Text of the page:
9. I. Don’t think its an issue yet. I think he should be looked over, but not scrutanized. There are many players across the league to begin slow and then go on to do big things (and not just the big names.) I too belive the hand injury may be playing a role in this situation. And because of his reputation for drawing walks he’s a guy in the lineup who will be seeing a lot of good pitches. I say give him a couple days off to work with the trainers, and then let him figure his swing out. Batting ninth is an ideal spot for him because its like having two lead off hitters from the 3 or 4th inning on. If anything I belive he is UNDER rated rather over rated. He has the staples to be a good defensive contact hitter for years to come.

  10. Another thing is, lets not forget about Derek Jeter a couple years back starting 2 for 32 or something disasterous like that and he ended up with a .291 avg. (those are probably off a little) But I think were not giving Gardner enough credit for the simple fact that he’s not a big name yet. Sure the “big names” have proven themselves in the past. But it’s no different than what Gardner is going through now. “well I think he’s overrated” Why? because he doesnt hit 40 hrs you roided out long ball junkie. He’s only played full season. He plays small ball something the Yankees DONT HAVE. Jorge Posada only has 8 hits on the season, but because 5 are hr’s no one comments on it. I think what we should really be doing is picking on Rodriguez and Texiera, there is no reason for Cano to be batting 5th in the lineup. Robinson is the best all around player on that team. Fielding, Hitting for contact, and hitting for power. I believe Robinson Cano should be hitting third, Rodriguez should stay clean up and Texiera should be hitting 5th. yes, he hits for power, but he doesnt hit very often. It may seem like I’m just going off on a tangent but I just feel we tend to pick on the younger guys too much especially when he’s a yankee. Just my two pennies.

  11. So, who in the Majors does know the art of bunting? A select few. The skill just isn’t taught any more (from little league up)
    especially in the American league. Players are expected to have power because that’s what fans like. I think speed is an exciting part of the game which involves not only getting to a flyball on defense; but bunting and stealing (which is also not used enough).

  12. Yes Gardner’s defense is fine but is anyone else tired of seeing him work counts to 3-2 only to hope for an infield hit or a walk ? Isn’t that what we already have in Jeter? Although Jeter is at least showing signs of lifting the ball to right field. Gardner is at best a 4th outfielder on any team.

  13. He’s not talented enough to be a consistent producer offensively. Aside from that he’s fine. The Yankees have a 210 million dollar payroll with a single A leadoff hitter who cannot keep up with anything over 89 mph, swings the bat like Johnny Damon throws a baseball, can’t bunt, can’t steal a base without seriously compromising the current at bat because he waits forever. He’s a good defensive replacement and late inning pich runner and that’s it. He’s just not very good….it’s that simple.

  14. What seems to have been forgotten here is that Gardner did bunt in the minors – it was a big part of his game. He said on one of the YES shows that somehow his skill in bunting was “lost” when he was expected to hit to play in the majors and he focused on hitting. It seems very strange that you can forget something basic like how to bunt if you did a lot of bunting and were effective on this before. I mean Gardner looks absolutely awkward bunting. Seems like he doesn’t want to bunt. Hopefully he gets whatever he needs to straighten himself out – it is nice to get a speedster on the bases – just another part of the arsenal of offensive weapons to win games.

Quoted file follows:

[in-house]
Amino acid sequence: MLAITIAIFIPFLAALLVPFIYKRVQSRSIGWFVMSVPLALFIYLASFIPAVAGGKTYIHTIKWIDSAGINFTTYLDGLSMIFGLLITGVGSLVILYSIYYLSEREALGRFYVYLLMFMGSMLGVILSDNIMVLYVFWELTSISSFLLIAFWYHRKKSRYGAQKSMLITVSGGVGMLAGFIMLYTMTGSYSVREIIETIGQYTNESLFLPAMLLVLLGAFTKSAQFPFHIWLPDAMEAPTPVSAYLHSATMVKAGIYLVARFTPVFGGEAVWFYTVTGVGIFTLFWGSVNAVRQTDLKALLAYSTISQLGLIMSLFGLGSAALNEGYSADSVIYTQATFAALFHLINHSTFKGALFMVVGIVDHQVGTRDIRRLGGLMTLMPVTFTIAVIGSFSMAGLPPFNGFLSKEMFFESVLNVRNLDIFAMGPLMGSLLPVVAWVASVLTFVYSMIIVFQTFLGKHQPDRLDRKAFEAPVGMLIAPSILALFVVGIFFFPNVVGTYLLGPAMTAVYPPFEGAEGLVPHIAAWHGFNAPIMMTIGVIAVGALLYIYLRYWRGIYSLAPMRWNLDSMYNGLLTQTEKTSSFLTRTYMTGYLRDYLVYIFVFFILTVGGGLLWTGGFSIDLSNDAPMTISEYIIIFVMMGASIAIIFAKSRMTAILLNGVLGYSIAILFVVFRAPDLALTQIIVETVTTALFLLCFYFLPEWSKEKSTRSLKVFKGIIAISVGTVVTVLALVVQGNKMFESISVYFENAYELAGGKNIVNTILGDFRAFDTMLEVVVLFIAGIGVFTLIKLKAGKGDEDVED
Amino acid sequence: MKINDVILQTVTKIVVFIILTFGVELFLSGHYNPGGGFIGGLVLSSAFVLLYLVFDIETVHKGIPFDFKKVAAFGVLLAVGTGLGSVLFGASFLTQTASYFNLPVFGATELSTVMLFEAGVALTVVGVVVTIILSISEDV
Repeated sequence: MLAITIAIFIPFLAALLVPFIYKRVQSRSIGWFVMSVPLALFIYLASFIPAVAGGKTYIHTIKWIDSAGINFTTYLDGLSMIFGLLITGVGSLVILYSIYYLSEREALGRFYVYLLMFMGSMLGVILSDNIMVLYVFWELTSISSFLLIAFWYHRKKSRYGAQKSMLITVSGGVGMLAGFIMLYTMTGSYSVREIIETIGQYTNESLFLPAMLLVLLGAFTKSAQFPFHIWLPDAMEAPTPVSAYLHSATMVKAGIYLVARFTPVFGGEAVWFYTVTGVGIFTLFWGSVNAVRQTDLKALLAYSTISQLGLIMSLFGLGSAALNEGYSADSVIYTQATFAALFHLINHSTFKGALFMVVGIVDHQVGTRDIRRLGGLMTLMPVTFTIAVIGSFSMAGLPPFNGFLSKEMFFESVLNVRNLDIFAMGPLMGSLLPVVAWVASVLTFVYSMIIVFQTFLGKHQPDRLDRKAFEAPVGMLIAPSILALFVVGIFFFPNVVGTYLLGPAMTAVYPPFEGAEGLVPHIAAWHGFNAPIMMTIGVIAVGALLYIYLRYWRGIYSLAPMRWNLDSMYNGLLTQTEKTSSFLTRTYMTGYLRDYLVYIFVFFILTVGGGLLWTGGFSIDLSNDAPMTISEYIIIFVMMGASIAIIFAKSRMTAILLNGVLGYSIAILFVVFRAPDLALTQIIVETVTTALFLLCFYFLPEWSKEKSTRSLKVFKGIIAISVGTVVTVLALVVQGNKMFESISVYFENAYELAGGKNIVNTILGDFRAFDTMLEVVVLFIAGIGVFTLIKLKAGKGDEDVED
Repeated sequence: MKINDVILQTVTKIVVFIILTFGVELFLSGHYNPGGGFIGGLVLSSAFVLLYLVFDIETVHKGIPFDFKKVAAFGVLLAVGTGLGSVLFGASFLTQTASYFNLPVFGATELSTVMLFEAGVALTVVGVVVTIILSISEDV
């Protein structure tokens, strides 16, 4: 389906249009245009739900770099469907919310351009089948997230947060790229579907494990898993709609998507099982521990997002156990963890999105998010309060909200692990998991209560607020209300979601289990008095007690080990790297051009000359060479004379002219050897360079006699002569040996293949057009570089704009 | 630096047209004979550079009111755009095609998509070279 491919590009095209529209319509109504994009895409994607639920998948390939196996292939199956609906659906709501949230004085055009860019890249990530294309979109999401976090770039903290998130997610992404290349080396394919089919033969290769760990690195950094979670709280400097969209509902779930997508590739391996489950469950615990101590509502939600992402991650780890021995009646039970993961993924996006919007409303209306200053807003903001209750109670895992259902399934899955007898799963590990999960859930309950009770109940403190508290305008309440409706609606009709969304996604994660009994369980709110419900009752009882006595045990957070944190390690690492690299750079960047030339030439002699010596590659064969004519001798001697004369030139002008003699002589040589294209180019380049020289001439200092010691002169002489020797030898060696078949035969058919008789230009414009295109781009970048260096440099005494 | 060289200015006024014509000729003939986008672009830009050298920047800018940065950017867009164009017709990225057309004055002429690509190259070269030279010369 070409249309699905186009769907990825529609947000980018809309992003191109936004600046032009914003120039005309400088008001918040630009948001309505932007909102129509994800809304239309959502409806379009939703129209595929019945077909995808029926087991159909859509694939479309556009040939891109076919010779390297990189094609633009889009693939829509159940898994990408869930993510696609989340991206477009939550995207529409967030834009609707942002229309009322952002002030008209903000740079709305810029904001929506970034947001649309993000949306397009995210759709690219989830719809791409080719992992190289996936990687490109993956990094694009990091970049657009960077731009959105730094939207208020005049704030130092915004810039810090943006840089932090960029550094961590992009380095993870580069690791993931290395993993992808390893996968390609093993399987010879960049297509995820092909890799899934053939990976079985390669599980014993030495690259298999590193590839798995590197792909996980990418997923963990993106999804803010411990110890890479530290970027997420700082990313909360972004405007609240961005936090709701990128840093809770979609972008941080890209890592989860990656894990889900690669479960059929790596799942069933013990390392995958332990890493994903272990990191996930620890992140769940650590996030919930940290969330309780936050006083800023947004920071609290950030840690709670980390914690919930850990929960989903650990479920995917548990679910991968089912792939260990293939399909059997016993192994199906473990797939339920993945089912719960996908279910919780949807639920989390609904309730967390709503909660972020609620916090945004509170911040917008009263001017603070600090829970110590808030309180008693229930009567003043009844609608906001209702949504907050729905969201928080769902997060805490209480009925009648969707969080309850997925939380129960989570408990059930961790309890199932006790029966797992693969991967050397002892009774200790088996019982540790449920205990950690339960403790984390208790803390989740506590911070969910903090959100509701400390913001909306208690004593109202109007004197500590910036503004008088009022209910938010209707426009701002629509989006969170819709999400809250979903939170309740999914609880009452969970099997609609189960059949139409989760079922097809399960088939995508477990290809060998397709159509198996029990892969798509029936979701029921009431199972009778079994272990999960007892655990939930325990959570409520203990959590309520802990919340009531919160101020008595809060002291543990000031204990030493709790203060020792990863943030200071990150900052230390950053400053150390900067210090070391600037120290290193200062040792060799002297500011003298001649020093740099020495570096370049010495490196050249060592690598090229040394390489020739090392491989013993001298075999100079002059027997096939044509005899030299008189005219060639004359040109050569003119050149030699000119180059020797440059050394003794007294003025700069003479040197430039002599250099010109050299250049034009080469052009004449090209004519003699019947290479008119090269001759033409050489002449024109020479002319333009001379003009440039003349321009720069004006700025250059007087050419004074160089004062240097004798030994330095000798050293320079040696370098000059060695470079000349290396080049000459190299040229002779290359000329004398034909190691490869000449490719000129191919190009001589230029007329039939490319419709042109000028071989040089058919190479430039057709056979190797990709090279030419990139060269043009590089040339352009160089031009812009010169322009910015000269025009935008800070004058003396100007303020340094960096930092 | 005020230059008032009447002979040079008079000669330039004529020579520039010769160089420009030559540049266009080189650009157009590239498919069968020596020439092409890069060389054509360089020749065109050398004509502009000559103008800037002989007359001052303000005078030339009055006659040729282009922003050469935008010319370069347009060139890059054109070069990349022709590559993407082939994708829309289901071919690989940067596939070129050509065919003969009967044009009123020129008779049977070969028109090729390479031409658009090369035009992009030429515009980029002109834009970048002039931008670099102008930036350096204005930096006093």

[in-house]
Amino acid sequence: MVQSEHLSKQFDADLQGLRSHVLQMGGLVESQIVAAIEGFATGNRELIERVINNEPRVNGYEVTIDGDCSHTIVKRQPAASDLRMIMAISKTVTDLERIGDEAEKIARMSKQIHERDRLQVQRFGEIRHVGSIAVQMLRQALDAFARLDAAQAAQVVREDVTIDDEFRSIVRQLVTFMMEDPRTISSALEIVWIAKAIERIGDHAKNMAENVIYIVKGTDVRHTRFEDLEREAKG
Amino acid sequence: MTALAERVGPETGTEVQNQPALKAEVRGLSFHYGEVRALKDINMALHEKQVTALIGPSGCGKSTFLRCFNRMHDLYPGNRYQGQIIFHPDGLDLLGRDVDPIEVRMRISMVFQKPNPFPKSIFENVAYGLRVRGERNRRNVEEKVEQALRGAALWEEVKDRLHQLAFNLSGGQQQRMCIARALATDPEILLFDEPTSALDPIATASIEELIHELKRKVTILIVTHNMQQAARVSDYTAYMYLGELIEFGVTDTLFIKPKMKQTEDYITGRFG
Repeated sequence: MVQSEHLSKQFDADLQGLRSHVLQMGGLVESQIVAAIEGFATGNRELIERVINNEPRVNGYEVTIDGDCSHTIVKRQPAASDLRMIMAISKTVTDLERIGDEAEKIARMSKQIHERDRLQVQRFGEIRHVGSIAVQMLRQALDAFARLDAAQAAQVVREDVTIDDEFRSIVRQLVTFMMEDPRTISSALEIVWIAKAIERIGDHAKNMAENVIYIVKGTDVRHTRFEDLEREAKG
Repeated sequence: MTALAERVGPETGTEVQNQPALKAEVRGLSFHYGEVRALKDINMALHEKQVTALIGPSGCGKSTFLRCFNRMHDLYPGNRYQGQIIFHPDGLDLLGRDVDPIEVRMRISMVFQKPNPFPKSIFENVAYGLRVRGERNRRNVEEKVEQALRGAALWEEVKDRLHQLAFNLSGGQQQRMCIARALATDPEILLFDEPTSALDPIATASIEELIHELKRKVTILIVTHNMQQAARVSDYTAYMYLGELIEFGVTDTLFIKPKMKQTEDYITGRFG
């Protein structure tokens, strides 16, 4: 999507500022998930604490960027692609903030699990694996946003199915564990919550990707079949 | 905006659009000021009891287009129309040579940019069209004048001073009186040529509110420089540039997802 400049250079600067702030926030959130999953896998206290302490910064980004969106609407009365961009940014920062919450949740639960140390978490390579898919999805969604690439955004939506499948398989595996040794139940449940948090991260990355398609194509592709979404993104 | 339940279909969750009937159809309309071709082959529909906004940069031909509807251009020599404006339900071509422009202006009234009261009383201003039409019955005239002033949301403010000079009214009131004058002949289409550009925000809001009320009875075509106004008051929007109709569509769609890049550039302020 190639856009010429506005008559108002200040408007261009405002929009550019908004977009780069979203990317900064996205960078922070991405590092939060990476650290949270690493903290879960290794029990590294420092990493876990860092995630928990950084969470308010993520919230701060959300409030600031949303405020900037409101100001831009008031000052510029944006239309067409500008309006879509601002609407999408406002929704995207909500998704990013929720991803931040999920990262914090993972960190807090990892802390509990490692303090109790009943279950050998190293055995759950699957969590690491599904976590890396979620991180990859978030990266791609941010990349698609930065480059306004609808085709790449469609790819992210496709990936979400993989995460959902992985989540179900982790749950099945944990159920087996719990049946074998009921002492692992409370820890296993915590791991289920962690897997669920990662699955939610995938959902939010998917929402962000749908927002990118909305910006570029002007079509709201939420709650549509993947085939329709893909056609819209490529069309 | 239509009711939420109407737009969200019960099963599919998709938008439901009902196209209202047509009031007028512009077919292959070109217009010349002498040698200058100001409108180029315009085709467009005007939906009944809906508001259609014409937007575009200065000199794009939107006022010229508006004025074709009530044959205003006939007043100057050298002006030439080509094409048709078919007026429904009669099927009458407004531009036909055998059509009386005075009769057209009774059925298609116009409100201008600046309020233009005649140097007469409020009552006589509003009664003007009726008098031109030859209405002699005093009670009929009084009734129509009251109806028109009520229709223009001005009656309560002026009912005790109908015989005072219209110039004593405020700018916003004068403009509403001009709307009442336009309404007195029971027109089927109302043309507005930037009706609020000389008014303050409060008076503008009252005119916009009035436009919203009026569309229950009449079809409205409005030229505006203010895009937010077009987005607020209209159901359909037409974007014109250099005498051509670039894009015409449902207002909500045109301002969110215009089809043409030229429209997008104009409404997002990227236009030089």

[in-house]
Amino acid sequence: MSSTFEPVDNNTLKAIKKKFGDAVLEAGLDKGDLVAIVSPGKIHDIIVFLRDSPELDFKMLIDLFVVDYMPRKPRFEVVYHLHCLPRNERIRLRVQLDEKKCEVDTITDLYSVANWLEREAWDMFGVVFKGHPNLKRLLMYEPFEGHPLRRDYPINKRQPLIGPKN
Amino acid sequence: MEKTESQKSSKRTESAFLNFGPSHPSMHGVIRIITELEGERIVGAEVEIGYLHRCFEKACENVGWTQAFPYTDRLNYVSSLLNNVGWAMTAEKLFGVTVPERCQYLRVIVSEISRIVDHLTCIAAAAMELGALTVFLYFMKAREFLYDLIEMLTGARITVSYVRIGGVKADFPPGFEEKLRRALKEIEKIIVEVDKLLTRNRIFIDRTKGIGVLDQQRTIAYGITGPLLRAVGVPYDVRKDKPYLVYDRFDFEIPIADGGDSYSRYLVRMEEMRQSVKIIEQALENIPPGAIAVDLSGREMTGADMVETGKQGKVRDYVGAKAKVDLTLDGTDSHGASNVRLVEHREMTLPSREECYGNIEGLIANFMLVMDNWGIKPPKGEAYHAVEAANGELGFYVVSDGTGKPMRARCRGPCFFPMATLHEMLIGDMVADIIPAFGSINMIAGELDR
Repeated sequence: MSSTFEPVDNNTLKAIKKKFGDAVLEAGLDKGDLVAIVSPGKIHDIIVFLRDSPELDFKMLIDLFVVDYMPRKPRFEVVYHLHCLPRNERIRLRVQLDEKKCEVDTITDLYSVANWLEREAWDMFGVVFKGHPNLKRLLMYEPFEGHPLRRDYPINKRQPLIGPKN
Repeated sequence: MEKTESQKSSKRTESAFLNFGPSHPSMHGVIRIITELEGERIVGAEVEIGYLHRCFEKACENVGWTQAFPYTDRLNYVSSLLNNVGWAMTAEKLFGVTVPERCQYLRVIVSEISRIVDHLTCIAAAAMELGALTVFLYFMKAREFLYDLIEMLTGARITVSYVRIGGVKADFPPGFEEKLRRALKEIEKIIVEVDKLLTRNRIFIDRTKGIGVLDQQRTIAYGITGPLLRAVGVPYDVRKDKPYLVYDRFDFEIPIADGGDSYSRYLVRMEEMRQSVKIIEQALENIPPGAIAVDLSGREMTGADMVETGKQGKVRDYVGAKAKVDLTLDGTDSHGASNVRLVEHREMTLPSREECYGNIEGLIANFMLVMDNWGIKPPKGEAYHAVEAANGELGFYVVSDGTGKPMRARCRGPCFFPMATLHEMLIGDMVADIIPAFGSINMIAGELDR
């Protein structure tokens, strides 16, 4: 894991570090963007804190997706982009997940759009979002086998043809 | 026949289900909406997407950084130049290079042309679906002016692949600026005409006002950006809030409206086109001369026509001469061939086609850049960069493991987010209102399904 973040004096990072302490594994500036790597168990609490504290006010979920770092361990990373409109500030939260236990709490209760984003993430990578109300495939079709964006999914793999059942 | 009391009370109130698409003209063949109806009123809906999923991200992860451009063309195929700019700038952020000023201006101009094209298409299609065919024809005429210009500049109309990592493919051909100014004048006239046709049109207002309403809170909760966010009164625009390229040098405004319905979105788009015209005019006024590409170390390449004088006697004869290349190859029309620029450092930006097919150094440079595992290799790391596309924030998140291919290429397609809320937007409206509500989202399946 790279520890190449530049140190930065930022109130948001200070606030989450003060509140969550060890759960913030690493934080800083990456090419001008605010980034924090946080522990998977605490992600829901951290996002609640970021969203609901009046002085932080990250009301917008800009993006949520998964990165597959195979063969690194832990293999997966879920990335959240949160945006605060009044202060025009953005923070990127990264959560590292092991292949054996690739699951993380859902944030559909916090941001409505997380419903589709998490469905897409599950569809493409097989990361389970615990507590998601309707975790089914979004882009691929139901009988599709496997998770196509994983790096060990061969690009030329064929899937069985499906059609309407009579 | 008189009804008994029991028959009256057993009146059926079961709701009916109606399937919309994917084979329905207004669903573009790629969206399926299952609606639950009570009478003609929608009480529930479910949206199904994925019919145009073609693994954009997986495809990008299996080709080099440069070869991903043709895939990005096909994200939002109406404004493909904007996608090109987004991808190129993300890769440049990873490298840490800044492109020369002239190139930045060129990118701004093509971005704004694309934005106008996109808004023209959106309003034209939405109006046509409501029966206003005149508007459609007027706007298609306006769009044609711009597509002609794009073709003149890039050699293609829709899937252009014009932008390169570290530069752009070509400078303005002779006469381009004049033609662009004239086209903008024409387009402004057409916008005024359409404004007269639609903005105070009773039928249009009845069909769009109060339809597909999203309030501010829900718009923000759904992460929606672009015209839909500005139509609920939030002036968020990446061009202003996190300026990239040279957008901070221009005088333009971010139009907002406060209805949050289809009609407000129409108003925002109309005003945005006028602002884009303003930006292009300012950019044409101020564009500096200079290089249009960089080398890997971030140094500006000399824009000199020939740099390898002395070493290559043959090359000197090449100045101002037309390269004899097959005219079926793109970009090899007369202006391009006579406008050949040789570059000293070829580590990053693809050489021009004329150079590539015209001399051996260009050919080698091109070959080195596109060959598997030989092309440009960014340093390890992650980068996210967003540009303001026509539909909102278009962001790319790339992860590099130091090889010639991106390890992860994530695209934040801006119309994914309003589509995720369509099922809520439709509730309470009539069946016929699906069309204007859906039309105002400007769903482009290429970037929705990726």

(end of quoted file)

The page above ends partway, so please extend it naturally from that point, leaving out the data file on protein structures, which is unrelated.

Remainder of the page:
15. If he’s going to hit leadoff he’s got to hit. He’s NOT…I believe he’s 3 for 6 in SB’s…not acceptable. He has huge holes in his game and should be on a very short leash. When the Red Sox get going, and they will, we will not be able to carry Gardner’s deficiencies.

  16. No one is talking about him hitting lead off, Why does everyone forget he hit .270 last year? Its nothing more than a slow start. Wow you guys are brutal haha
    He brings speed to a power line up, that is a good thing. We are three players away from being a very scary team to face (Not that were not already.) Two more guys for speed late in the game, and a solid starting pitcher.

  17. Gardner is not a ML caliber hitter. He should not be starting. He’s a late game pinch runner/defensive replacement. Das it…

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  19. Anyone who has watched Gardner through the last two years had to have noted the following;

    1) He was a slap stick hitter for the most part, limiting his at bats to either walking, infield pop ups, lazy outfield pop ups, or striking out.

    2) He took countless good pitches, usually limiting his options to swinging at possible 3rd strikes. It took other teams a while to realize this and now pound the strike zone, yet he continues to take the pitches. He listened to the press about his ability to take pitches and be a good two strike hitter. I’d like to smoke whatever they were to arrive at that conclusion.

    3) Whenever he did reach base, he was indecisive as to when to steal, which usually affected the batter behind himj who took pitches to allow him to stealand found themselves in a hole. The manager should have then taken the lead and gave him the steal sign, in lieu of him anchoring himself to first base most of the time. Not only has his batting average settled into his norm, but his base stealing became almost non-existant.

    Combine his stats for the last 2 1/2 years and be surprised that many minor league players in the same position have stats that far exceed his. His defensive skills can be matched by many major leaguers. What good is his speed if he can’t get on, and when he does, he hesitates to steal. He has far from dominated at anything during his time in the majors. Girardi fell in love with his speed and let that overshadow comon sense. His defensive capabilities are not that difficult to match by many other outfielders in the minors, given the chance, if that is the criteria for making the majors.

  20. Gardner has won the fielders bible award last year for his defensive effort in left field, which means he was one of the most energetic run preventers in 2010. this is the closest thing of a defensive player producing runs. this means, he helped his team win more games than some highly celebrated players. add in the fact that he had an enormous OBP which is the most important offensive stat (even in his 2nd half season slump – he had a respectble .360 OBP.) to me such player is the essence of a very good player. someone who you should hold on the longest rope possible, no matter how bad he struggles in the beginning of the season. remember that he’s profound at starting seasons slowly. The 2009 season he also started very slow, lost his everyday job and then rebounded to have a decent year.